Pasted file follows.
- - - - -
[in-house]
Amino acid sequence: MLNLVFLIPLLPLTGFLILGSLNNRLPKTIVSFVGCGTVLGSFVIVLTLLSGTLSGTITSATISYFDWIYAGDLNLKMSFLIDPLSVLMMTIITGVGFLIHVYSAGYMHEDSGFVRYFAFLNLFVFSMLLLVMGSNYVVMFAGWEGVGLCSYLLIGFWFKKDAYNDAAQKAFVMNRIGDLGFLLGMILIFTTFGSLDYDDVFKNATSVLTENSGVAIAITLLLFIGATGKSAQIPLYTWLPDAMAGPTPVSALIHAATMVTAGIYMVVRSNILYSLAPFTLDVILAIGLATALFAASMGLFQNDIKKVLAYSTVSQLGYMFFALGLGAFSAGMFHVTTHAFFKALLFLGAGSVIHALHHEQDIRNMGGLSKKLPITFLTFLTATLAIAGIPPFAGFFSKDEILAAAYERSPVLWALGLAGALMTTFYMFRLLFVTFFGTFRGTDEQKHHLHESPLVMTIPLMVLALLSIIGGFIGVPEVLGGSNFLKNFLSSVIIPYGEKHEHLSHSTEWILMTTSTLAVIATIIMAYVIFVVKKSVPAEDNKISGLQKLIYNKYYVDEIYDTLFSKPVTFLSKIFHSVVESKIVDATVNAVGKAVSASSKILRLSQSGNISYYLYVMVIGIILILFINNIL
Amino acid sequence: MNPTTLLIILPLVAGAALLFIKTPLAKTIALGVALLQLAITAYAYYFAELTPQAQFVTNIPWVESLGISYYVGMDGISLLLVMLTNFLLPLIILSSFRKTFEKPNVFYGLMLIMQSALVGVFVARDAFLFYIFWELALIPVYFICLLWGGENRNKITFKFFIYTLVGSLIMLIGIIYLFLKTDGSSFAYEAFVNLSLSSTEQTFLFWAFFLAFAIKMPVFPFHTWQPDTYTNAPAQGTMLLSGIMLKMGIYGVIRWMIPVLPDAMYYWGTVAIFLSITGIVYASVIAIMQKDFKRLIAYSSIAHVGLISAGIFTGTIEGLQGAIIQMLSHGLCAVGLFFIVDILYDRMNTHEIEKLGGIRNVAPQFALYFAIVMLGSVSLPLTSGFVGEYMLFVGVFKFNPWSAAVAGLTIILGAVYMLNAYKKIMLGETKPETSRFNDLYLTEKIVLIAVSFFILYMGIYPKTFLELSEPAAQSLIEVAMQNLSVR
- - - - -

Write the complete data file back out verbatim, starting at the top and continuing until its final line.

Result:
[in-house]
Amino acid sequence: MLNLVFLIPLLPLTGFLILGSLNNRLPKTIVSFVGCGTVLGSFVIVLTLLSGTLSGTITSATISYFDWIYAGDLNLKMSFLIDPLSVLMMTIITGVGFLIHVYSAGYMHEDSGFVRYFAFLNLFVFSMLLLVMGSNYVVMFAGWEGVGLCSYLLIGFWFKKDAYNDAAQKAFVMNRIGDLGFLLGMILIFTTFGSLDYDDVFKNATSVLTENSGVAIAITLLLFIGATGKSAQIPLYTWLPDAMAGPTPVSALIHAATMVTAGIYMVVRSNILYSLAPFTLDVILAIGLATALFAASMGLFQNDIKKVLAYSTVSQLGYMFFALGLGAFSAGMFHVTTHAFFKALLFLGAGSVIHALHHEQDIRNMGGLSKKLPITFLTFLTATLAIAGIPPFAGFFSKDEILAAAYERSPVLWALGLAGALMTTFYMFRLLFVTFFGTFRGTDEQKHHLHESPLVMTIPLMVLALLSIIGGFIGVPEVLGGSNFLKNFLSSVIIPYGEKHEHLSHSTEWILMTTSTLAVIATIIMAYVIFVVKKSVPAEDNKISGLQKLIYNKYYVDEIYDTLFSKPVTFLSKIFHSVVESKIVDATVNAVGKAVSASSKILRLSQSGNISYYLYVMVIGIILILFINNIL
Amino acid sequence: MNPTTLLIILPLVAGAALLFIKTPLAKTIALGVALLQLAITAYAYYFAELTPQAQFVTNIPWVESLGISYYVGMDGISLLLVMLTNFLLPLIILSSFRKTFEKPNVFYGLMLIMQSALVGVFVARDAFLFYIFWELALIPVYFICLLWGGENRNKITFKFFIYTLVGSLIMLIGIIYLFLKTDGSSFAYEAFVNLSLSSTEQTFLFWAFFLAFAIKMPVFPFHTWQPDTYTNAPAQGTMLLSGIMLKMGIYGVIRWMIPVLPDAMYYWGTVAIFLSITGIVYASVIAIMQKDFKRLIAYSSIAHVGLISAGIFTGTIEGLQGAIIQMLSHGLCAVGLFFIVDILYDRMNTHEIEKLGGIRNVAPQFALYFAIVMLGSVSLPLTSGFVGEYMLFVGVFKFNPWSAAVAGLTIILGAVYMLNAYKKIMLGETKPETSRFNDLYLTEKIVLIAVSFFILYMGIYPKTFLELSEPAAQSLIEVAMQNLSVR